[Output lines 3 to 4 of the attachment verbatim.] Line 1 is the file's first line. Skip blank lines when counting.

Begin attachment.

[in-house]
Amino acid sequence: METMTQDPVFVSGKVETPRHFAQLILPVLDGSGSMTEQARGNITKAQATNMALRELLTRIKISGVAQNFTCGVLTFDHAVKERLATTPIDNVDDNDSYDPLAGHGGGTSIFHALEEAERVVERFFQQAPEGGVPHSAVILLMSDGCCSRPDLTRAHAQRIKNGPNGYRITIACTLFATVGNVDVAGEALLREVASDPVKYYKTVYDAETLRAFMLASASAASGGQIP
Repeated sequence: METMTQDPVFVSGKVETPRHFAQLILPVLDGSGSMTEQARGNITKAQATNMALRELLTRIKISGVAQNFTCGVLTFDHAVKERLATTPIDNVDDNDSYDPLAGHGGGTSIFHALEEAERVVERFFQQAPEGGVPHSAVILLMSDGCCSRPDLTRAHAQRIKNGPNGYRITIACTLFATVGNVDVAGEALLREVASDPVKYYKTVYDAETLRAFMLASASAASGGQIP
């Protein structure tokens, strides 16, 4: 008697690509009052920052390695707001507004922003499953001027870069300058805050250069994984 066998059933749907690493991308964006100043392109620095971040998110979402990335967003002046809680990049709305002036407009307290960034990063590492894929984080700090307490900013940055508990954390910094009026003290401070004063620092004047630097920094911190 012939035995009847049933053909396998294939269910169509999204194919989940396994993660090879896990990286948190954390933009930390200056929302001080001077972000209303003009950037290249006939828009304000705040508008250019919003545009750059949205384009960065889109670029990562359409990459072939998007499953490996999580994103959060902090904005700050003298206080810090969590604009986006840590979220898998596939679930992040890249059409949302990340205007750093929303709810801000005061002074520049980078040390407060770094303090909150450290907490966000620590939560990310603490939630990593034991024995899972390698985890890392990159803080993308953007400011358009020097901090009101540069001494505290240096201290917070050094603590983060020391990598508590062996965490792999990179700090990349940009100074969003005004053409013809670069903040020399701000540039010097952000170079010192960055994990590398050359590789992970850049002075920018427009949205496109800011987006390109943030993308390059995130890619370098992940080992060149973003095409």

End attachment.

Repeated sequence: METMTQDPVFVSGKVETPRHFAQLILPVLDGSGSMTEQARGNITKAQATNMALRELLTRIKISGVAQNFTCGVLTFDHAVKERLATTPIDNVDDNDSYDPLAGHGGGTSIFHALEEAERVVERFFQQAPEGGVPHSAVILLMSDGCCSRPDLTRAHAQRIKNGPNGYRITIACTLFATVGNVDVAGEALLREVASDPVKYYKTVYDAETLRAFMLASASAASGGQIP
């Protein structure tokens, strides 16, 4: 008697690509009052920052390695707001507004922003499953001027870069300058805050250069994984 066998059933749907690493991308964006100043392109620095971040998110979402990335967003002046809680990049709305002036407009307290960034990063590492894929984080700090307490900013940055508990954390910094009026003290401070004063620092004047630097920094911190 012939035995009847049933053909396998294939269910169509999204194919989940396994993660090879896990990286948190954390933009930390200056929302001080001077972000209303003009950037290249006939828009304000705040508008250019919003545009750059949205384009960065889109670029990562359409990459072939998007499953490996999580994103959060902090904005700050003298206080810090969590604009986006840590979220898998596939679930992040890249059409949302990340205007750093929303709810801000005061002074520049980078040390407060770094303090909150450290907490966000620590939560990310603490939630990593034991024995899972390698985890890392990159803080993308953007400011358009020097901090009101540069001494505290240096201290917070050094603590983060020391990598508590062996965490792999990179700090990349940009100074969003005004053409013809670069903040020399701000540039010097952000170079010192960055994990590398050359590789992970850049002075920018427009949205496109800011987006390109943030993308390059995130890619370098992940080992060149973003095409």